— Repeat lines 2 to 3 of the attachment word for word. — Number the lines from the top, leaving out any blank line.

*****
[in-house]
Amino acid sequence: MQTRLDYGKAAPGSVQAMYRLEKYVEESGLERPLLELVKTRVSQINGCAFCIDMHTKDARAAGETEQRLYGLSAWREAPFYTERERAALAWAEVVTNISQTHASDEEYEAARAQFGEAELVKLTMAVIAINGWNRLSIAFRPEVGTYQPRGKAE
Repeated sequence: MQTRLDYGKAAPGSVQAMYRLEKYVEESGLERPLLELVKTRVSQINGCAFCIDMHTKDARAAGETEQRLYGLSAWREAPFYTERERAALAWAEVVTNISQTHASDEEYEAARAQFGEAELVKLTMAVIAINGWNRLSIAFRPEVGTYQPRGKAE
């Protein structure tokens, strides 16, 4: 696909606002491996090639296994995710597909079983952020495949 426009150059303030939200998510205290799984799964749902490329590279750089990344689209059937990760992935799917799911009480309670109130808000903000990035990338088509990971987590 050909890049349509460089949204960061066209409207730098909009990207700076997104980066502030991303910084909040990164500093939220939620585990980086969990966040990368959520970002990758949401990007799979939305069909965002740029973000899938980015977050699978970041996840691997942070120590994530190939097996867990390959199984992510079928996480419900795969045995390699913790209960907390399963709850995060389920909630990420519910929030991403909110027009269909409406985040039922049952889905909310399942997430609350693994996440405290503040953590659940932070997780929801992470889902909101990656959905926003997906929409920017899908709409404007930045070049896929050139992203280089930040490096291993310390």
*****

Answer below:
Amino acid sequence: MQTRLDYGKAAPGSVQAMYRLEKYVEESGLERPLLELVKTRVSQINGCAFCIDMHTKDARAAGETEQRLYGLSAWREAPFYTERERAALAWAEVVTNISQTHASDEEYEAARAQFGEAELVKLTMAVIAINGWNRLSIAFRPEVGTYQPRGKAE
Repeated sequence: MQTRLDYGKAAPGSVQAMYRLEKYVEESGLERPLLELVKTRVSQINGCAFCIDMHTKDARAAGETEQRLYGLSAWREAPFYTERERAALAWAEVVTNISQTHASDEEYEAARAQFGEAELVKLTMAVIAINGWNRLSIAFRPEVGTYQPRGKAE